volunteers who are interested in becoming a gallery or walking tour docent for the society. The open house gives prospective docents the chance to learn about the benefits of becoming a part of the active volunteer group. “Some of the great benefits docents receive include learning about La Jolla’s history to share with residents and visitors, an invitation to the annual docents party and participation in docents-only field trips to other arts and cultural institutions, in addition to discounts on society events and merchandise,” said Ruth Chandler, representative for the society. The open house will take place at Wisteria Cottage, 780 Prospect St. For more information, visit www.lajollahistory.org or call (858) 459-5335. — Mariko Lamb
run its course.” The unique solution is still in its early stages and the process may take time, but it could prove to be the longterm answer to the issue of those pesky seaside visitors.
THURSDAY · SEPTEMBER 29, 2011 LA JOLLA VILLAGE NEWS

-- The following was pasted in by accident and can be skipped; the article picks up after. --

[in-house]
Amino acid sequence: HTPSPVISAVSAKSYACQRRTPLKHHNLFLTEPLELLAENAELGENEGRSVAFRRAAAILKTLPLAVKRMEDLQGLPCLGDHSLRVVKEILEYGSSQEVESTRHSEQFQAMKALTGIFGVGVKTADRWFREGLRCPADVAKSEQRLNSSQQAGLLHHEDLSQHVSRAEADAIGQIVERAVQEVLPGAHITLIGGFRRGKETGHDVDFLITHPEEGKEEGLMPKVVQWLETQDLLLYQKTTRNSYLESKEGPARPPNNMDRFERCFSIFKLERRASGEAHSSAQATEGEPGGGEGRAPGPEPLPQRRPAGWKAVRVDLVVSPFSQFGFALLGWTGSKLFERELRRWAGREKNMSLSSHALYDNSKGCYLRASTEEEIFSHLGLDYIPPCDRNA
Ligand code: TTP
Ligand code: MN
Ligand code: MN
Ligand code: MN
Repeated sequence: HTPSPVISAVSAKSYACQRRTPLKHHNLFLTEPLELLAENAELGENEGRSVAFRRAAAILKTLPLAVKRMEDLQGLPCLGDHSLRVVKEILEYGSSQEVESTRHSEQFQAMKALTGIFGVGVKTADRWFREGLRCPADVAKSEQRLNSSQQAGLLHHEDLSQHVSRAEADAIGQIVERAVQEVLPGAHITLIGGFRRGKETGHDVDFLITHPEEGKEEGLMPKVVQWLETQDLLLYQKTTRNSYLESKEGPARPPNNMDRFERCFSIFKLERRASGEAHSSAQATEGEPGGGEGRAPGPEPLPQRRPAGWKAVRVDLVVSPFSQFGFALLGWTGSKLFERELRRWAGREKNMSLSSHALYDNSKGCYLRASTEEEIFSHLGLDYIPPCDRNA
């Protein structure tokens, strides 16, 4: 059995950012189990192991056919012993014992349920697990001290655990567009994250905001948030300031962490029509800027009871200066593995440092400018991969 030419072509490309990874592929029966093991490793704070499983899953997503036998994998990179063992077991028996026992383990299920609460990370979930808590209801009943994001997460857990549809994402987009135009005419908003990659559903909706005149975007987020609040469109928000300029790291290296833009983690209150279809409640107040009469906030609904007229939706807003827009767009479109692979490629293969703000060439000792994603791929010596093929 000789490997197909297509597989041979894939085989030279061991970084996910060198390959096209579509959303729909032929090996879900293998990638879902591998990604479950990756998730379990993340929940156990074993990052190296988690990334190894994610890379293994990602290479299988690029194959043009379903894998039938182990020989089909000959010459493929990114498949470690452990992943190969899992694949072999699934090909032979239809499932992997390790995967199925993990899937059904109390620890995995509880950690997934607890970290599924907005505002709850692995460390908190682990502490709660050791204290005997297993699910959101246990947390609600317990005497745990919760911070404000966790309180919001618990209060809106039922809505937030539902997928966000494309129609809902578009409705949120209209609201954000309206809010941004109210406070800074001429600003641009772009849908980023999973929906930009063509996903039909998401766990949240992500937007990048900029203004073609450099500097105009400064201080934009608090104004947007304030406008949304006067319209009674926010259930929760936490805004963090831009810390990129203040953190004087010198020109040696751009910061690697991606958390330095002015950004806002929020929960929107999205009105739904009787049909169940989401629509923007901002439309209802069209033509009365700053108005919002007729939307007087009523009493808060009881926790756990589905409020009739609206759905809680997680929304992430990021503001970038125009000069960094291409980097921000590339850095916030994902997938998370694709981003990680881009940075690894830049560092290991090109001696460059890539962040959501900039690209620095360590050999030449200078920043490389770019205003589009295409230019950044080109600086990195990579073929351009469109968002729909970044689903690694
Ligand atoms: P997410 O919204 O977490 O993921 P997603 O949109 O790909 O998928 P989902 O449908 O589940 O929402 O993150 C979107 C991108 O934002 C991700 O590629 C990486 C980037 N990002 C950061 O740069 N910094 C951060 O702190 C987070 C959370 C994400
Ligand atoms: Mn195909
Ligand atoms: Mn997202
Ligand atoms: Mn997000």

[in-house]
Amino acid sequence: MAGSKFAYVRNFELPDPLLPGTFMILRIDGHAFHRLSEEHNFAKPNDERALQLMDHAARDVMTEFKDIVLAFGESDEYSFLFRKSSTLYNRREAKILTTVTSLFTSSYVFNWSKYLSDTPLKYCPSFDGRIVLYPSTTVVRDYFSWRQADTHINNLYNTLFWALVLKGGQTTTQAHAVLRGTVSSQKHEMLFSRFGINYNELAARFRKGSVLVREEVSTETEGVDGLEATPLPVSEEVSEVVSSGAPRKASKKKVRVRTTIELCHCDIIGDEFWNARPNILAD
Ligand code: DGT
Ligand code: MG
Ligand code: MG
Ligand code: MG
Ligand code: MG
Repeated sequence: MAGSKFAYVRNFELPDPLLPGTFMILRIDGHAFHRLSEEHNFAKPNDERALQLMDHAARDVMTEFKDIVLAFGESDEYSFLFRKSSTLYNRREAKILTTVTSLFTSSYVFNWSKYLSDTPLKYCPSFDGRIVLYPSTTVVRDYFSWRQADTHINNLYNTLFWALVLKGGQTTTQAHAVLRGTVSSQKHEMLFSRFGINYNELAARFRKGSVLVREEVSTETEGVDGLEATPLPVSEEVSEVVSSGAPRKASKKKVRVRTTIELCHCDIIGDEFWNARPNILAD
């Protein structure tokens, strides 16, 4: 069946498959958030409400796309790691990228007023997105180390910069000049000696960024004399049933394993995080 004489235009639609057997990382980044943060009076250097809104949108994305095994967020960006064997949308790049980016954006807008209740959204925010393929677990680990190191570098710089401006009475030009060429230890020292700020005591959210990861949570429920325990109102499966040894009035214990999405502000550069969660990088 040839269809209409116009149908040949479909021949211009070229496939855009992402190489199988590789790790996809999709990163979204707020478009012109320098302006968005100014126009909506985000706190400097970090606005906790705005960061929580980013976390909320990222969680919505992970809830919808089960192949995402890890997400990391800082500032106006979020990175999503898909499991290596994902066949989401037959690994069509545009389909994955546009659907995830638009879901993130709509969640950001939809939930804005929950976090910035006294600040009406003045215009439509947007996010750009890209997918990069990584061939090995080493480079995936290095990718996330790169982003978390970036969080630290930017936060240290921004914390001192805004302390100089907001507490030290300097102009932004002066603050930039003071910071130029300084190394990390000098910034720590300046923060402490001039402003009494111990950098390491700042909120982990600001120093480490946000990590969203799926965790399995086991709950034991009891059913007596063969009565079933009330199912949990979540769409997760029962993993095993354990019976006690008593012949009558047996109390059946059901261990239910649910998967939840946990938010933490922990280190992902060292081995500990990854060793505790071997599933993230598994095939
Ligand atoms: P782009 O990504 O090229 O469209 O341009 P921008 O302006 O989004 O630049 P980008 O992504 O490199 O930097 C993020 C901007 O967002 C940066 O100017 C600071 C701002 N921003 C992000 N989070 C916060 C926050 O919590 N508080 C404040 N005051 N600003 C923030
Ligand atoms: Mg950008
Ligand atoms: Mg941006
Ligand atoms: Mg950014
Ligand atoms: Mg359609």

Lessons learned from 9/11 Sandy Lippe, former president, University City Community Association With the date 9/11 seared into our memories, we must remember and make a difference on our individual life journey for our country and its future. Certainly this 10th anniversary provided us with an opportunity to reflect on the past and project for the future. In an emotional, two-hanky remembrance service at Torrey Pines Christian Church in La Jolla, Pastor Spitters welcomed new visitors and regulars to the Sunday service on Sept. 11. He talked about the need to be hope bearers, peacemakers and people of forgiveness. In “Give pacifism a chance,” an Aug. 27 New York Times opinion editorial by Louisa Thomas, the author said: “Those who are on active duty — less than one percent of the population — and their families bear most of the burdens [of war].” She went on to point out how easy it would be for unending war to become a reality. As Thomas writes, with the advent of sophisticated “intelligence gathering and weapons technology like drones, the government can use deadly force without popular support or approval,” granting the president exceptional power. “But war,” she continued, “has a way of coming home, eroding our democratic culture as well as our safety.” Two locals who have borne the burden and made a difference after 9/11 are Christine and Tom Johnson. The couple shared their stories with the people gathered at the Torrey Pines church on the 10th anniversary of the tragedy. A young retired Navy captain, Tom grew up in Pacific Beach and graduated from La Jolla High. Christine, who grew up on Long Island, is a Navy captain-select and pediatrician overseeing all Navy pediatricians. She just returned from a six-month humanitarian cruise to the Far East after serving earthquake victims in Haiti in 2010. The parents of three little girls lived through 9/11 to tell their story 10 years later in a church full of people, where the American flag was carried in and out by four firemen from Station 8, a bagpiper’s cry of “Amazing Grace” filled the air and a band of young people sang and played “A Bridge Over Troubled Waters.” Tom joined the Navy in 1987 after college. He participated in Operation Desert Shield and Operation Desert Storm in 1990, earned his MBA at UCLA in 1991 and was in the Reserves from 1994-96. In 1996, he interviewed